Nia Lozano, whose daughter attends Edna Brewer Middle School, tells us her impressions of a recent open house at Oakland Tech. (At 6:15 p.m. tonight, Skyline High School holds its event for prospective families.) -Katy
Last Wednesday I attended the Oakland Technical High School open house. This was unusual, as I normally find it taxing to come out to any extraneous school events and have missed my share of Halloween parades and school performances. What is even more significant is that my oldest child will not start high school until the year after next, and I generally consider myself to be a pretty low key parent. But I was not alone. I ran into half a dozen other seventh-grade families I know, checking out this Oakland public high school early.
The Oakland Tech building is architecturally striking, with huge columns and a white marble foyer, but what really struck me was the number of people swarming through the doors. We were directed to an auditorium that looked to hold about 500 people and was nearly packed!
The evening consisted of a series of six short periods in which you visit classrooms and learn about the various academic programs. Apparently, everyone had heard about the successes of Paideia and the Engineering Academy as there was a monumental rush to get into these classrooms. My daughter and I were turned away from the Paideia classroom twice, and when we finally got in, it was standing room only. I know of one family that attempted to get in three times, and never did. This is not to say that there was not significant interest in other academies and programs. Rooms were full with people standing around the back of every classroom I visited, including Health Academy and World Languages.
I noticed several other things as well. First, the people who attended the event appeared to be mostly Caucasian. Granted, this is only my impression of the identity of the crowd, but this was surprising given that the demographics of the school is listed at only 10 percent white on the Great Schools Web site.
Second, I personally recognized families from Hillcrest and Redwood Day, and overheard parents chatting about tours they had scheduled at College Preparatory School and Bishop O’Dowd. In my mind this places the crowd as solidly middle class or above. While the downturn in the economy may be driving some people to check out their public options, it was not clear to me that economics was the motivating factor for the turn out at Tech.
Third, and the point that requires the most of my processing powers, was the way I felt throughout the evening. Over and over, I had the mildly anxious sensation of having to compete. Sure there were moments of relief as I realized that kids could enjoy a rigorous, quality education all the way through high school in our public school system, but this was attenuated by that whispered assumption, and niggling worry that this opportunity was severely limited.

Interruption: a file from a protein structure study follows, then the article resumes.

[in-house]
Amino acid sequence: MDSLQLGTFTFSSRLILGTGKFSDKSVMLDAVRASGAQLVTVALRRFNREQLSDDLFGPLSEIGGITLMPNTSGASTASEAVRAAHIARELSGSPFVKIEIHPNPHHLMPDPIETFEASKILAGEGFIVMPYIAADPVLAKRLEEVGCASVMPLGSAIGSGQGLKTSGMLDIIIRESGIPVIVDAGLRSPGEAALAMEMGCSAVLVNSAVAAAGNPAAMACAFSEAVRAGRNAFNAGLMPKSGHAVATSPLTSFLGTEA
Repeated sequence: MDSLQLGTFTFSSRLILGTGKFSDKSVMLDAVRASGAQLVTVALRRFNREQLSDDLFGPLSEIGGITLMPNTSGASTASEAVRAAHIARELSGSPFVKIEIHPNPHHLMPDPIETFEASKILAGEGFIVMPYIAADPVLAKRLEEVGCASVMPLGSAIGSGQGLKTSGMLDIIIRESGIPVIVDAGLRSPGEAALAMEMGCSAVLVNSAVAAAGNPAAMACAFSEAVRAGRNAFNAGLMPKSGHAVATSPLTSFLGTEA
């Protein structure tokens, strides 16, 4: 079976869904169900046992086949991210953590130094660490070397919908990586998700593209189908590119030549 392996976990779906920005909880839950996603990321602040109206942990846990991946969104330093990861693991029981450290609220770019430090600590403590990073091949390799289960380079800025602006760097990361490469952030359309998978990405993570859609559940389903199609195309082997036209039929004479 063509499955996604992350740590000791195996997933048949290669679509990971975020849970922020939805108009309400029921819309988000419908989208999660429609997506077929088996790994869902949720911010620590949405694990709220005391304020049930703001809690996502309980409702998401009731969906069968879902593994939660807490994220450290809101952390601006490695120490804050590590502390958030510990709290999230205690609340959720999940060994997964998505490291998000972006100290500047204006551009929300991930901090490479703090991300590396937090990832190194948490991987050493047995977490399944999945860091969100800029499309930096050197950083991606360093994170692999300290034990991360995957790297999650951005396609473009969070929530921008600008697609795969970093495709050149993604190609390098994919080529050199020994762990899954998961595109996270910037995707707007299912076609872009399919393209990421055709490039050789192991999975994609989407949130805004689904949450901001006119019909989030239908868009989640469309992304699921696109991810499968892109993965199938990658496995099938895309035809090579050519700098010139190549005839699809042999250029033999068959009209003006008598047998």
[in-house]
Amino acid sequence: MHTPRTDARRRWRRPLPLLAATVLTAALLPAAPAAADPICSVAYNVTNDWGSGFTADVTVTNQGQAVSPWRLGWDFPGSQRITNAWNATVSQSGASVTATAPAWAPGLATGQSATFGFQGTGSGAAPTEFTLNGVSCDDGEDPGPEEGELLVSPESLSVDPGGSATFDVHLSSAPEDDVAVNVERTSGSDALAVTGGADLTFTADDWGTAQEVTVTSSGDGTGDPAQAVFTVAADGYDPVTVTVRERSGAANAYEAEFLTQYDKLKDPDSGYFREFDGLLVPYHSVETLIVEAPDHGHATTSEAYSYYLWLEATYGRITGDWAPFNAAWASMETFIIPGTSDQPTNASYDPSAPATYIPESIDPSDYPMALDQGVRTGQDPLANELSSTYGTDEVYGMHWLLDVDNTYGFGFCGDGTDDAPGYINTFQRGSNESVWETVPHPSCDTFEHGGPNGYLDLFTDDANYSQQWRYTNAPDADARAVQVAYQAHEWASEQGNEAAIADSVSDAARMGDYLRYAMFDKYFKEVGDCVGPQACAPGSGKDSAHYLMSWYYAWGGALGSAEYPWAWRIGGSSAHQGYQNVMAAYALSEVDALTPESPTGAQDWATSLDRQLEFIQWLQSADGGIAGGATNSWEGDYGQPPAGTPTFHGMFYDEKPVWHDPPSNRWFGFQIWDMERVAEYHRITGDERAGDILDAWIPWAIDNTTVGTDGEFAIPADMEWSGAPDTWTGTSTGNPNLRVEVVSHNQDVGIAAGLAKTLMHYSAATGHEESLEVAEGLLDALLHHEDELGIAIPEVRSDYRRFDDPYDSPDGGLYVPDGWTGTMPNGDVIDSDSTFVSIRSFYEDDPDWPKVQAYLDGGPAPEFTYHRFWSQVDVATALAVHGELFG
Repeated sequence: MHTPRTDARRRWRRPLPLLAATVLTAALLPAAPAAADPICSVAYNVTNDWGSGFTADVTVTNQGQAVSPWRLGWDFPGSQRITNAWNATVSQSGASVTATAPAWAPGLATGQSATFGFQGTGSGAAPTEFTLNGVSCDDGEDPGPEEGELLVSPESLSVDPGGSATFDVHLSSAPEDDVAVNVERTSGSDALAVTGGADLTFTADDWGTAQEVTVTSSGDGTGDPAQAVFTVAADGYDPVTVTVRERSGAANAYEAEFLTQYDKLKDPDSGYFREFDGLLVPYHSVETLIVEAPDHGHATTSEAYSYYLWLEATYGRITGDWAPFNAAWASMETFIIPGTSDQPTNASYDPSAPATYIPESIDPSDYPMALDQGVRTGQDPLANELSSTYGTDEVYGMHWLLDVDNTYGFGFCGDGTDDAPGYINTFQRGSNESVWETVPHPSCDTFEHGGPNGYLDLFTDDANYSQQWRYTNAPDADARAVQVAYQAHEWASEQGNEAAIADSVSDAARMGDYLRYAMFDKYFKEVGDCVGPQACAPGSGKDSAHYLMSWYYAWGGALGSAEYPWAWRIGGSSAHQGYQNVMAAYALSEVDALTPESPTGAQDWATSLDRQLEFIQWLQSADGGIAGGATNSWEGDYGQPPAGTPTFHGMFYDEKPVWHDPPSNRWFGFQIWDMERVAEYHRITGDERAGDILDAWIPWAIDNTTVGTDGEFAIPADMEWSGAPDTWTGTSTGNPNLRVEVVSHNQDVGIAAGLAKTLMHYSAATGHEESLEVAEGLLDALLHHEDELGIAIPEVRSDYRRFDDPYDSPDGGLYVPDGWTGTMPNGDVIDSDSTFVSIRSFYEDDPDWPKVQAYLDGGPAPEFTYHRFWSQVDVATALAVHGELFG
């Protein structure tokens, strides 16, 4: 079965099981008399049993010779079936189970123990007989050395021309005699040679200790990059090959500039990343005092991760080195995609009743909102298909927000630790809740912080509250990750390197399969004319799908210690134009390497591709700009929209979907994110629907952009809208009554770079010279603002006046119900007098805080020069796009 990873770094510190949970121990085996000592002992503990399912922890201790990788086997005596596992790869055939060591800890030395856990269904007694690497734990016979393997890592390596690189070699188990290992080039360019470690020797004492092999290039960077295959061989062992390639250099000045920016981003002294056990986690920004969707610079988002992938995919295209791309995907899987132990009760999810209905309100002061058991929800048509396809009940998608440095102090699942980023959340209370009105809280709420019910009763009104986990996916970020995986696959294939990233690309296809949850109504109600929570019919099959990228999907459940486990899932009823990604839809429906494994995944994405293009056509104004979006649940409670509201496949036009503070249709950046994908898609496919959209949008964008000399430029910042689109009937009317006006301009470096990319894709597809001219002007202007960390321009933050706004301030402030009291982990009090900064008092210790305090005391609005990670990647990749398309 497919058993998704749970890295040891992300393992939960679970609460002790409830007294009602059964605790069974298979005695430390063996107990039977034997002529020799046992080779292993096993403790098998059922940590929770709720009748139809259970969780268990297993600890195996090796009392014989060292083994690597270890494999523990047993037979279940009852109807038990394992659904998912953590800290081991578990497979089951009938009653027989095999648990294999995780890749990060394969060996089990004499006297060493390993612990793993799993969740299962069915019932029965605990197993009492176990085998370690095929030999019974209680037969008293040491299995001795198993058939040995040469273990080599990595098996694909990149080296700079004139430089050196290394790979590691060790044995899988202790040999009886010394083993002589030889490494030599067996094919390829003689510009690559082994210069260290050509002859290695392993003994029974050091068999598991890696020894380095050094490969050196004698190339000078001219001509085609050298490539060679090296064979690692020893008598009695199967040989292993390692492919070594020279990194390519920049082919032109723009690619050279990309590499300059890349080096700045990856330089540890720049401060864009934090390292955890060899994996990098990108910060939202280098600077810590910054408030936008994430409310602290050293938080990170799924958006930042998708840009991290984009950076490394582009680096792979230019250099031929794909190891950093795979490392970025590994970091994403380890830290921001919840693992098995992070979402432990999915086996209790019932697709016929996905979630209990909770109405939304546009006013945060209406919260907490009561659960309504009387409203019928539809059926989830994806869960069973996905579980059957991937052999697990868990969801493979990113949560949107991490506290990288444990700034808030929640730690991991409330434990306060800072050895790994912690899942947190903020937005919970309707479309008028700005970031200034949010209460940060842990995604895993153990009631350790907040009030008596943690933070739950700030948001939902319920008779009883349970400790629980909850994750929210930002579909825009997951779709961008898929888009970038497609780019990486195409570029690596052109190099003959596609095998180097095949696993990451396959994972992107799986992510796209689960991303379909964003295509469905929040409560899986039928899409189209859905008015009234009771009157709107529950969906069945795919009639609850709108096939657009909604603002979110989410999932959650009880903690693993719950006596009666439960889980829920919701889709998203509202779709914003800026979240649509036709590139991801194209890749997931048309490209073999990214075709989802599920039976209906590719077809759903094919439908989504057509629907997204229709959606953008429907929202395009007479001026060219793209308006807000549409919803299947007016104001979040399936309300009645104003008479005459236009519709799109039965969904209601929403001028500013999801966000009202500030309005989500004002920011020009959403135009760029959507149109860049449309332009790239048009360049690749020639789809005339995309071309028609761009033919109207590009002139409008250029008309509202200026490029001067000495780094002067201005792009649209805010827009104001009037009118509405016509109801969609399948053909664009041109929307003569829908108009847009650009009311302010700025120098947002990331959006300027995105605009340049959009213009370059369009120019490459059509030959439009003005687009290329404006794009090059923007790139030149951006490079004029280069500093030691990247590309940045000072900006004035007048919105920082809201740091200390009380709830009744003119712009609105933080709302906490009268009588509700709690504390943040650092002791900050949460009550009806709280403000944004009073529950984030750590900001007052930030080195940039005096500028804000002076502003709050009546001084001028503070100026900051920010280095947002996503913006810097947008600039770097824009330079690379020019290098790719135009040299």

The most concrete way in which it is limited is space. Many families, including mine, live outside the Tech High boundaries and would have to rely on the lottery or Options program to gain admission. With all the popularity of this school, that may be challenging.
There is yet another way that this opportunity is limited. In 10th grade, each student must be recommended and/or apply for entrance to the elite academies or programs. On the surface that sounds reasonable enough, but this is the point where I stop operating on reason and sink into that heart-racing, gut-twisting realm of emotion.
Sitting in the Paideia classroom, I was actually quite daunted by the incredibly high academic level at which the children must work. When the staff dropped a few choice names like ‘Machiavelli’ and mentioned the ‘Socratic method’ my smile tightened. I had immediate questions of whether my bright child was really bright enough to perform at that level, and a certainty that I could not have done it at that age. My mind whirled with crazed plans for my child to start reading novels in a foreign language, and assigning reading in The New York Times so she could learn the names of the politicos taught in history class.
It has taken a few days for me to add these plans to the long list of things that I have considered meritorious, but will probably never do, and have resumed my ‘good enough mother’ and ‘good enough child’ attitude. In this time, I have reflected back on the unpredictable and circuitous route that I traveled in my own education and personal development. I come away from this experience with the knowledge that there are great opportunities out there, including some extraordinary programs at Oakland Tech, but also with the realization that our children will make their own opportunities in their own due time.